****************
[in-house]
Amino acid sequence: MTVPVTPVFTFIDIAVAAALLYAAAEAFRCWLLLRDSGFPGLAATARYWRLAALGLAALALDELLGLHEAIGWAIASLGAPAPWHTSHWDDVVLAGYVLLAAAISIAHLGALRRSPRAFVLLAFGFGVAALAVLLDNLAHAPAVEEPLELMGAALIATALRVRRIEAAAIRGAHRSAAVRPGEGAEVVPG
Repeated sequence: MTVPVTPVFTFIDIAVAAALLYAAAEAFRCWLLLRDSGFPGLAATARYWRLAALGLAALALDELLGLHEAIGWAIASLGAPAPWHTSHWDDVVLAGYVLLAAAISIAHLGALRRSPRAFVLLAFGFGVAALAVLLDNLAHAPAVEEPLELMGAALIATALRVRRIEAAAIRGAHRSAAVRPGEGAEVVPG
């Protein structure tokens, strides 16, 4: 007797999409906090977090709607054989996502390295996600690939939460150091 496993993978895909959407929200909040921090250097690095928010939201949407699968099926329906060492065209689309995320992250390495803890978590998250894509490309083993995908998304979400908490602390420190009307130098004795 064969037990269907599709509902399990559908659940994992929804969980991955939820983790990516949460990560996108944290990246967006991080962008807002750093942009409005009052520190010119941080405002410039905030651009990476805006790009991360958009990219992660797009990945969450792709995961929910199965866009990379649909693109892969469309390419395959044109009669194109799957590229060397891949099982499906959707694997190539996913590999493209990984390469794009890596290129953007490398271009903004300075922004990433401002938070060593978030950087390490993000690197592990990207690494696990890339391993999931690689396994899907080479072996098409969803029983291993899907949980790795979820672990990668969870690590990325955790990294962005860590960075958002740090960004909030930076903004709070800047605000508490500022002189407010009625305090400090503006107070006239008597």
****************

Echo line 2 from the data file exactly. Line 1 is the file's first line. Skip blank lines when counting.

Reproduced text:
Amino acid sequence: MTVPVTPVFTFIDIAVAAALLYAAAEAFRCWLLLRDSGFPGLAATARYWRLAALGLAALALDELLGLHEAIGWAIASLGAPAPWHTSHWDDVVLAGYVLLAAAISIAHLGALRRSPRAFVLLAFGFGVAALAVLLDNLAHAPAVEEPLELMGAALIATALRVRRIEAAAIRGAHRSAAVRPGEGAEVVPG